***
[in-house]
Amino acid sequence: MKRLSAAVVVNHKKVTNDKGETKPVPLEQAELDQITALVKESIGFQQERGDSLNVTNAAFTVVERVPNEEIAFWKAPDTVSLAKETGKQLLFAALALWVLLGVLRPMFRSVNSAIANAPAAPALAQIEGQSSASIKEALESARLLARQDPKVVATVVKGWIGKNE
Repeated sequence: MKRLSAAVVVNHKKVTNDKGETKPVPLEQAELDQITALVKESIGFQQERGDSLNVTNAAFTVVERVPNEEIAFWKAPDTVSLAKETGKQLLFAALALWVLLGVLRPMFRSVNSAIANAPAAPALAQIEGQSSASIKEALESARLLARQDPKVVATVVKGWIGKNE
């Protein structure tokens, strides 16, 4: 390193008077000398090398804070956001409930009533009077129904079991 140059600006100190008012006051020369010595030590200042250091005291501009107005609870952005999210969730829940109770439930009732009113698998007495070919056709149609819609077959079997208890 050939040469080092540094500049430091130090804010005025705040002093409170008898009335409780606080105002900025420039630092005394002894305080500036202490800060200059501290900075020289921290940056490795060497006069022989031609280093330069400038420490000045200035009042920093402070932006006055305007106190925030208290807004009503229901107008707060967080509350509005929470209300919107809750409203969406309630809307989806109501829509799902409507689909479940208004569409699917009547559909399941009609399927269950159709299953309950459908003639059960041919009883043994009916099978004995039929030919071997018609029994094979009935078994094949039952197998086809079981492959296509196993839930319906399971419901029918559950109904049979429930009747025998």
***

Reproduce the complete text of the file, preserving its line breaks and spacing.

[in-house]
Amino acid sequence: MKRLSAAVVVNHKKVTNDKGETKPVPLEQAELDQITALVKESIGFQQERGDSLNVTNAAFTVVERVPNEEIAFWKAPDTVSLAKETGKQLLFAALALWVLLGVLRPMFRSVNSAIANAPAAPALAQIEGQSSASIKEALESARLLARQDPKVVATVVKGWIGKNE
Repeated sequence: MKRLSAAVVVNHKKVTNDKGETKPVPLEQAELDQITALVKESIGFQQERGDSLNVTNAAFTVVERVPNEEIAFWKAPDTVSLAKETGKQLLFAALALWVLLGVLRPMFRSVNSAIANAPAAPALAQIEGQSSASIKEALESARLLARQDPKVVATVVKGWIGKNE
């Protein structure tokens, strides 16, 4: 390193008077000398090398804070956001409930009533009077129904079991 140059600006100190008012006051020369010595030590200042250091005291501009107005609870952005999210969730829940109770439930009732009113698998007495070919056709149609819609077959079997208890 050939040469080092540094500049430091130090804010005025705040002093409170008898009335409780606080105002900025420039630092005394002894305080500036202490800060200059501290900075020289921290940056490795060497006069022989031609280093330069400038420490000045200035009042920093402070932006006055305007106190925030208290807004009503229901107008707060967080509350509005929470209300919107809750409203969406309630809307989806109501829509799902409507689909479940208004569409699917009547559909399941009609399927269950159709299953309950459908003639059960041919009883043994009916099978004995039929030919071997018609029994094979009935078994094949039952197998086809079981492959296509196993839930319906399971419901029918559950109904049979429930009747025998």